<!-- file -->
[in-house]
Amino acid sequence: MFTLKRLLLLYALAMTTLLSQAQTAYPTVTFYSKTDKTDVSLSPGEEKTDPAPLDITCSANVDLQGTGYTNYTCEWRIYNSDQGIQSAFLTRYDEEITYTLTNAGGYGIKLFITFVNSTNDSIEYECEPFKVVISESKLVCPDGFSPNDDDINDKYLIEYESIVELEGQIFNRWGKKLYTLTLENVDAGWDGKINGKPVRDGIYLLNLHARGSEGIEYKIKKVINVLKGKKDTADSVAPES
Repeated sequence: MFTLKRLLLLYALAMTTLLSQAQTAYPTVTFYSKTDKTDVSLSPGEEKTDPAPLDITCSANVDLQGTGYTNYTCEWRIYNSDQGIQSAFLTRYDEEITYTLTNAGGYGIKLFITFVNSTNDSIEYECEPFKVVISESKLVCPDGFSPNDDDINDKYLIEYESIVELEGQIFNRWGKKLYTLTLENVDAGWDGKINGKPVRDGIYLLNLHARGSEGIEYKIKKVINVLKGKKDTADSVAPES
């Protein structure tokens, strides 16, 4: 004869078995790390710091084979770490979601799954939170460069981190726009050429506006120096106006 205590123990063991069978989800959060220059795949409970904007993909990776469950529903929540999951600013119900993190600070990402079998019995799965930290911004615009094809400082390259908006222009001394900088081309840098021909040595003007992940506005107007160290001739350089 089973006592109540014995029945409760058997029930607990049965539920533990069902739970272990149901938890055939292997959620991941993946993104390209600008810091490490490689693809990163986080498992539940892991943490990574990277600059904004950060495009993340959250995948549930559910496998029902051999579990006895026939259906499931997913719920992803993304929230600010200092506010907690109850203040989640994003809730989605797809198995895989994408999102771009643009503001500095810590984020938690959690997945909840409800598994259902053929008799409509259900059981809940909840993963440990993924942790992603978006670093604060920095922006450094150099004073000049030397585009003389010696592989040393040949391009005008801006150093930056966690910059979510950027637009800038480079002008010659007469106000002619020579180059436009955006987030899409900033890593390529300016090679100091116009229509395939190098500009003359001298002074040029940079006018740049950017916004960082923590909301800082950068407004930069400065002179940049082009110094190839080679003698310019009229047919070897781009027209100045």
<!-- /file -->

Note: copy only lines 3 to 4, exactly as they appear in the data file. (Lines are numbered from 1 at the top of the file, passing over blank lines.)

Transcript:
Repeated sequence: MFTLKRLLLLYALAMTTLLSQAQTAYPTVTFYSKTDKTDVSLSPGEEKTDPAPLDITCSANVDLQGTGYTNYTCEWRIYNSDQGIQSAFLTRYDEEITYTLTNAGGYGIKLFITFVNSTNDSIEYECEPFKVVISESKLVCPDGFSPNDDDINDKYLIEYESIVELEGQIFNRWGKKLYTLTLENVDAGWDGKINGKPVRDGIYLLNLHARGSEGIEYKIKKVINVLKGKKDTADSVAPES
């Protein structure tokens, strides 16, 4: 004869078995790390710091084979770490979601799954939170460069981190726009050429506006120096106006 205590123990063991069978989800959060220059795949409970904007993909990776469950529903929540999951600013119900993190600070990402079998019995799965930290911004615009094809400082390259908006222009001394900088081309840098021909040595003007992940506005107007160290001739350089 089973006592109540014995029945409760058997029930607990049965539920533990069902739970272990149901938890055939292997959620991941993946993104390209600008810091490490490689693809990163986080498992539940892991943490990574990277600059904004950060495009993340959250995948549930559910496998029902051999579990006895026939259906499931997913719920992803993304929230600010200092506010907690109850203040989640994003809730989605797809198995895989994408999102771009643009503001500095810590984020938690959690997945909840409800598994259902053929008799409509259900059981809940909840993963440990993924942790992603978006670093604060920095922006450094150099004073000049030397585009003389010696592989040393040949391009005008801006150093930056966690910059979510950027637009800038480079002008010659007469106000002619020579180059436009955006987030899409900033890593390529300016090679100091116009229509395939190098500009003359001298002074040029940079006018740049950017916004960082923590909301800082950068407004930069400065002179940049082009110094190839080679003698310019009229047919070897781009027209100045």